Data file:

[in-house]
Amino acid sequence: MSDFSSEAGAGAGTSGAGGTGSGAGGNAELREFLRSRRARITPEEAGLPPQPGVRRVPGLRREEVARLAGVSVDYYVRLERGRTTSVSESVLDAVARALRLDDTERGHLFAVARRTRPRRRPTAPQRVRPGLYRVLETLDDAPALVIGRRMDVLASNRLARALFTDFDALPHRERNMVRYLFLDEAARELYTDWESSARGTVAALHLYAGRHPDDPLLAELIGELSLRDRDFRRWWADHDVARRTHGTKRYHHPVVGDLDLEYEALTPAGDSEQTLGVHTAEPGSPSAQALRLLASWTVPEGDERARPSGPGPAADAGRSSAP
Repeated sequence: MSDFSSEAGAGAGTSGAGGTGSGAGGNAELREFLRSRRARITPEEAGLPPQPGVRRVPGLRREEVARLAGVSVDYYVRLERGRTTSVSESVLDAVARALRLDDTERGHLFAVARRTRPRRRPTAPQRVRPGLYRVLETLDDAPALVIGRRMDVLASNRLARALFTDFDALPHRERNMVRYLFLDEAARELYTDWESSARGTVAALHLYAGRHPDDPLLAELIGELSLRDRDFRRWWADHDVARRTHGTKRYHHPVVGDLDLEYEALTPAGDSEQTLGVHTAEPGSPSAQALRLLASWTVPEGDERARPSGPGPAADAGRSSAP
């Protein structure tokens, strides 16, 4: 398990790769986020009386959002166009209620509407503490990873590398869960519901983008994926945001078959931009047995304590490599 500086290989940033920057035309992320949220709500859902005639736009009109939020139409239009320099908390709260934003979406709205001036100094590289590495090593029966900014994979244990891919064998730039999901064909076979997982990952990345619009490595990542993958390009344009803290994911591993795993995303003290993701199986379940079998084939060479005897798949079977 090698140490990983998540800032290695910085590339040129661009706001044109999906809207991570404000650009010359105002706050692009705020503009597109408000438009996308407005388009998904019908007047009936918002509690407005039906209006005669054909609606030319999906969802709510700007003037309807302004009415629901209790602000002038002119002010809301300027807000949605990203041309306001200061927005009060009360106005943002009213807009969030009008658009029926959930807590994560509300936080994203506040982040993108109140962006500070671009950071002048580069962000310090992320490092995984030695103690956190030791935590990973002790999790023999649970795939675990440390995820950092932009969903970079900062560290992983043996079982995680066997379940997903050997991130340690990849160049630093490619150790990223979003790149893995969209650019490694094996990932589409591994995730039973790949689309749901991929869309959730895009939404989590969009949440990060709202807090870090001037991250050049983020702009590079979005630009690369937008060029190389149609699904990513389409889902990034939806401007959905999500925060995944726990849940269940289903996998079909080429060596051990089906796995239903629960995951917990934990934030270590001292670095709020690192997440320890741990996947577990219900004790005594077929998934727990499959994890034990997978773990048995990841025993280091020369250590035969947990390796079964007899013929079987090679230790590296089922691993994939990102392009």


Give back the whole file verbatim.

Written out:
[in-house]
Amino acid sequence: MSDFSSEAGAGAGTSGAGGTGSGAGGNAELREFLRSRRARITPEEAGLPPQPGVRRVPGLRREEVARLAGVSVDYYVRLERGRTTSVSESVLDAVARALRLDDTERGHLFAVARRTRPRRRPTAPQRVRPGLYRVLETLDDAPALVIGRRMDVLASNRLARALFTDFDALPHRERNMVRYLFLDEAARELYTDWESSARGTVAALHLYAGRHPDDPLLAELIGELSLRDRDFRRWWADHDVARRTHGTKRYHHPVVGDLDLEYEALTPAGDSEQTLGVHTAEPGSPSAQALRLLASWTVPEGDERARPSGPGPAADAGRSSAP
Repeated sequence: MSDFSSEAGAGAGTSGAGGTGSGAGGNAELREFLRSRRARITPEEAGLPPQPGVRRVPGLRREEVARLAGVSVDYYVRLERGRTTSVSESVLDAVARALRLDDTERGHLFAVARRTRPRRRPTAPQRVRPGLYRVLETLDDAPALVIGRRMDVLASNRLARALFTDFDALPHRERNMVRYLFLDEAARELYTDWESSARGTVAALHLYAGRHPDDPLLAELIGELSLRDRDFRRWWADHDVARRTHGTKRYHHPVVGDLDLEYEALTPAGDSEQTLGVHTAEPGSPSAQALRLLASWTVPEGDERARPSGPGPAADAGRSSAP
């Protein structure tokens, strides 16, 4: 398990790769986020009386959002166009209620509407503490990873590398869960519901983008994926945001078959931009047995304590490599 500086290989940033920057035309992320949220709500859902005639736009009109939020139409239009320099908390709260934003979406709205001036100094590289590495090593029966900014994979244990891919064998730039999901064909076979997982990952990345619009490595990542993958390009344009803290994911591993795993995303003290993701199986379940079998084939060479005897798949079977 090698140490990983998540800032290695910085590339040129661009706001044109999906809207991570404000650009010359105002706050692009705020503009597109408000438009996308407005388009998904019908007047009936918002509690407005039906209006005669054909609606030319999906969802709510700007003037309807302004009415629901209790602000002038002119002010809301300027807000949605990203041309306001200061927005009060009360106005943002009213807009969030009008658009029926959930807590994560509300936080994203506040982040993108109140962006500070671009950071002048580069962000310090992320490092995984030695103690956190030791935590990973002790999790023999649970795939675990440390995820950092932009969903970079900062560290992983043996079982995680066997379940997903050997991130340690990849160049630093490619150790990223979003790149893995969209650019490694094996990932589409591994995730039973790949689309749901991929869309959730895009939404989590969009949440990060709202807090870090001037991250050049983020702009590079979005630009690369937008060029190389149609699904990513389409889902990034939806401007959905999500925060995944726990849940269940289903996998079909080429060596051990089906796995239903629960995951917990934990934030270590001292670095709020690192997440320890741990996947577990219900004790005594077929998934727990499959994890034990997978773990048995990841025993280091020369250590035969947990390796079964007899013929079987090679230790590296089922691993994939990102392009």